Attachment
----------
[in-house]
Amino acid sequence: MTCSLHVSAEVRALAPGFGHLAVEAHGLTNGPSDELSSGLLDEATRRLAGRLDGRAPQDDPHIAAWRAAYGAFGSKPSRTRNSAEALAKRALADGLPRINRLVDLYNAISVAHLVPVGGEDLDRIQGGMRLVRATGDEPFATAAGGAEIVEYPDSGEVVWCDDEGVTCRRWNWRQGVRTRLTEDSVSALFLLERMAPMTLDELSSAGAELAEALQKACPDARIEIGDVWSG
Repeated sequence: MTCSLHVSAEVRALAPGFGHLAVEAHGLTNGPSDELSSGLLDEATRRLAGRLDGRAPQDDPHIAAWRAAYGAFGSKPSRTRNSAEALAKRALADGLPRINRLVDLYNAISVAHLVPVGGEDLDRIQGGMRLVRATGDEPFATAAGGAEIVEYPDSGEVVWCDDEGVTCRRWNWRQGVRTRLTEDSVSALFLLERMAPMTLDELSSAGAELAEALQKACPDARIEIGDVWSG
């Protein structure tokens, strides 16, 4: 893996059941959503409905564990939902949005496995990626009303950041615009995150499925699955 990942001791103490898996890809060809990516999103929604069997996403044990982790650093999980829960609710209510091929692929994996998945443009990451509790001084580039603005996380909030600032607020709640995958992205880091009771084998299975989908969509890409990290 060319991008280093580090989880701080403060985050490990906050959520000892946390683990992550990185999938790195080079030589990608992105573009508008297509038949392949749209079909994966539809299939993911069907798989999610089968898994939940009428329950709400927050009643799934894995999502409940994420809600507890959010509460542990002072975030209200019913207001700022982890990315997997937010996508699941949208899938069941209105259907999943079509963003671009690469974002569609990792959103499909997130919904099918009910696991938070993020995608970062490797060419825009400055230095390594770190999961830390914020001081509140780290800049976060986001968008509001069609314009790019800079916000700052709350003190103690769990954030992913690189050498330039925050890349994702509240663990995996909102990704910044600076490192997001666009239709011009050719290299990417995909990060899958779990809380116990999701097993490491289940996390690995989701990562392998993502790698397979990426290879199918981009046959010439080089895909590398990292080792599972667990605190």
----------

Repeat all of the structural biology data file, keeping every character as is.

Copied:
[in-house]
Amino acid sequence: MTCSLHVSAEVRALAPGFGHLAVEAHGLTNGPSDELSSGLLDEATRRLAGRLDGRAPQDDPHIAAWRAAYGAFGSKPSRTRNSAEALAKRALADGLPRINRLVDLYNAISVAHLVPVGGEDLDRIQGGMRLVRATGDEPFATAAGGAEIVEYPDSGEVVWCDDEGVTCRRWNWRQGVRTRLTEDSVSALFLLERMAPMTLDELSSAGAELAEALQKACPDARIEIGDVWSG
Repeated sequence: MTCSLHVSAEVRALAPGFGHLAVEAHGLTNGPSDELSSGLLDEATRRLAGRLDGRAPQDDPHIAAWRAAYGAFGSKPSRTRNSAEALAKRALADGLPRINRLVDLYNAISVAHLVPVGGEDLDRIQGGMRLVRATGDEPFATAAGGAEIVEYPDSGEVVWCDDEGVTCRRWNWRQGVRTRLTEDSVSALFLLERMAPMTLDELSSAGAELAEALQKACPDARIEIGDVWSG
């Protein structure tokens, strides 16, 4: 893996059941959503409905564990939902949005496995990626009303950041615009995150499925699955 990942001791103490898996890809060809990516999103929604069997996403044990982790650093999980829960609710209510091929692929994996998945443009990451509790001084580039603005996380909030600032607020709640995958992205880091009771084998299975989908969509890409990290 060319991008280093580090989880701080403060985050490990906050959520000892946390683990992550990185999938790195080079030589990608992105573009508008297509038949392949749209079909994966539809299939993911069907798989999610089968898994939940009428329950709400927050009643799934894995999502409940994420809600507890959010509460542990002072975030209200019913207001700022982890990315997997937010996508699941949208899938069941209105259907999943079509963003671009690469974002569609990792959103499909997130919904099918009910696991938070993020995608970062490797060419825009400055230095390594770190999961830390914020001081509140780290800049976060986001968008509001069609314009790019800079916000700052709350003190103690769990954030992913690189050498330039925050890349994702509240663990995996909102990704910044600076490192997001666009239709011009050719290299990417995909990060899958779990809380116990999701097993490491289940996390690995989701990562392998993502790698397979990426290879199918981009046959010439080089895909590398990292080792599972667990605190």